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Massachusetts, US (Population: 6,437,193)

State Capitol: Boston

Major Cities: Worcester, Springfield, Lowell, Cambridge, Brockton, New Bedford, Fall river, Lynn, Quincy

State Nickname/Motto: Bay State. Ense petit placidam sub libertate quietem: By the sword we seek peace, but peace only under liberty

Statehood Granted: February 6, 1788

History: Massachusetts was originally inhabited by several Algonquian tribes, such as the Wampanoag, Nauset, Nipmuc, Pocomtuc, Pennacook, Mahican, and some Narragansett and Pequot. Most of the Native American tribes were heavily decimated by waves of smallpox which spread after initial contact with European settlers. The first European settlers, the Pilgrims, established their settlement at Plymouth in 1620, and developed friendly relations with the native Wampanoag. The Pilgrims were soon followed by Puritans who established the Massachusetts Bay Colony at present-day Boston. American Indian-European racial tensions led to King Philip's War (1675-76). There were major campaigns in the Pioneer Valley and Plymouth Colony, as well as an unsuccessful expedition against Quebec under William Phips in 1690. Massachusetts became a single colony in 1692, the largest in New England, and one where many American institutions and traditions were formed.

Geography: Highest point; Mt. Greylock at 3,491 feet. Massachusetts is bordered on the north by New Hampshire and Vermont, on the west by New York, on the south by Connecticut and Rhode Island, and on the east by the Atlantic Ocean. Most of the state is uplands of resistant metamorphic rock that were scraped by Pleistocene glaciers that deposited moraines and outwash on a large, sandy, arm-shaped peninsula called Cape Cod and the islands Martha's Vineyard and Nantucket. Upland elevations increase to the north and west and the highest point in the state is Mount Greylock located near the state's northwest corner.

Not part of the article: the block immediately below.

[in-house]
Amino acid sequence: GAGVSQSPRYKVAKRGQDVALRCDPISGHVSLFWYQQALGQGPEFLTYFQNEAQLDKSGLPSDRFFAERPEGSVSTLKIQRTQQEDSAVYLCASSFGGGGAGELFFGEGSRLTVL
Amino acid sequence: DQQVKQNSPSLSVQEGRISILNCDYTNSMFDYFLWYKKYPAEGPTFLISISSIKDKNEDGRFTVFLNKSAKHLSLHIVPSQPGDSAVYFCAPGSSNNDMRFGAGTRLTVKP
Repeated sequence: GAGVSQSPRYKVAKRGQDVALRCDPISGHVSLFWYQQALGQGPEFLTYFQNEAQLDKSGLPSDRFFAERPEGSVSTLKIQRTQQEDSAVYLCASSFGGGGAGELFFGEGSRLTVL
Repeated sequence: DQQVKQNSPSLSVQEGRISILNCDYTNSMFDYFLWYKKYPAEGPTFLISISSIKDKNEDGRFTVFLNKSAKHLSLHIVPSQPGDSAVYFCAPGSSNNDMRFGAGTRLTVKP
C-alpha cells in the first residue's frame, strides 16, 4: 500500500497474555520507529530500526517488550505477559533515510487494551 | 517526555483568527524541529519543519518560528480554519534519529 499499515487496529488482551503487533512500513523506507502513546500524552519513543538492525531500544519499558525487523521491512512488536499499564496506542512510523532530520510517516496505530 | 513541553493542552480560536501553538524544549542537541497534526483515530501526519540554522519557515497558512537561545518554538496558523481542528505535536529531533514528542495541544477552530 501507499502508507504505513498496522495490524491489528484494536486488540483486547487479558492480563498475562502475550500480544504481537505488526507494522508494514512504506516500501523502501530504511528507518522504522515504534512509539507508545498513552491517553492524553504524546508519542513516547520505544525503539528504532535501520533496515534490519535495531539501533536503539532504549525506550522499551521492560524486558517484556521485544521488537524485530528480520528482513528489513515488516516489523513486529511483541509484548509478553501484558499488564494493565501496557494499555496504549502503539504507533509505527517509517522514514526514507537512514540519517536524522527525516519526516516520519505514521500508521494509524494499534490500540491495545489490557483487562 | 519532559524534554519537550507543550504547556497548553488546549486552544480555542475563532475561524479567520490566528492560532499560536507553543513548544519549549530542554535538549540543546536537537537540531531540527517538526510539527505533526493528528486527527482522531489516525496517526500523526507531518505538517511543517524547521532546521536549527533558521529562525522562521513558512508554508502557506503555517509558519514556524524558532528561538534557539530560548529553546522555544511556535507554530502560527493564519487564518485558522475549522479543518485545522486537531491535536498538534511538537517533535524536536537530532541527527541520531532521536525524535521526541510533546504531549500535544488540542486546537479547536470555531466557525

Ethnic Diversity: One Race (98.6%), White (83.4%), Black or African American (5.9%), American Indian and Alaska Native (0.2%), Asian (4.7%), Native Hawaiian/Pacific Islander (0.0%), Some other race 4.4), Two or more races (1.4%), Hispanic or Latino (7.9%)*

Famous State People:

  • John Adams (1735 - 1826) The 2nd President of the United States; born in Quincy.
  • John Quincy Adams (1767 - 1848) The 6th President of the United States and son of John Adams; born in Quincy.
  • Samuel Adams (1722 - 1803) Revolutionist that organized the Boston Tea Party, referred to as the "Father of the American Revolution”; born in Boston.
  • Susan B. Anthony (1820 - 1906) One of the leaders in the fight for women’s right to vote; born in Adams.
  • Louisa May Alcott (1832 - 1888) Author of the classic novel Little Women; grew up in Boston.
  • Leonard Bernstein (1918 - 1990) First American conductor of the New York Philharmonic Orchestra and famous for composing the music to West Side Story; born in Lawrence.
  • George Bush(1924 - ) The 41st President of the United States; born in Milton.
  • Bette Davis (1908 - 1989) Actress that earned ten Academy Award nominations and won twice, famous for The Little Foxes and All About Eve; born in Lowell.
  • Henry Wadsworth Longfellow (1807 - 1882) Considered the most influential poet of his day with famous works such as “The Courtship of Miles Standish” and “Evangeline.”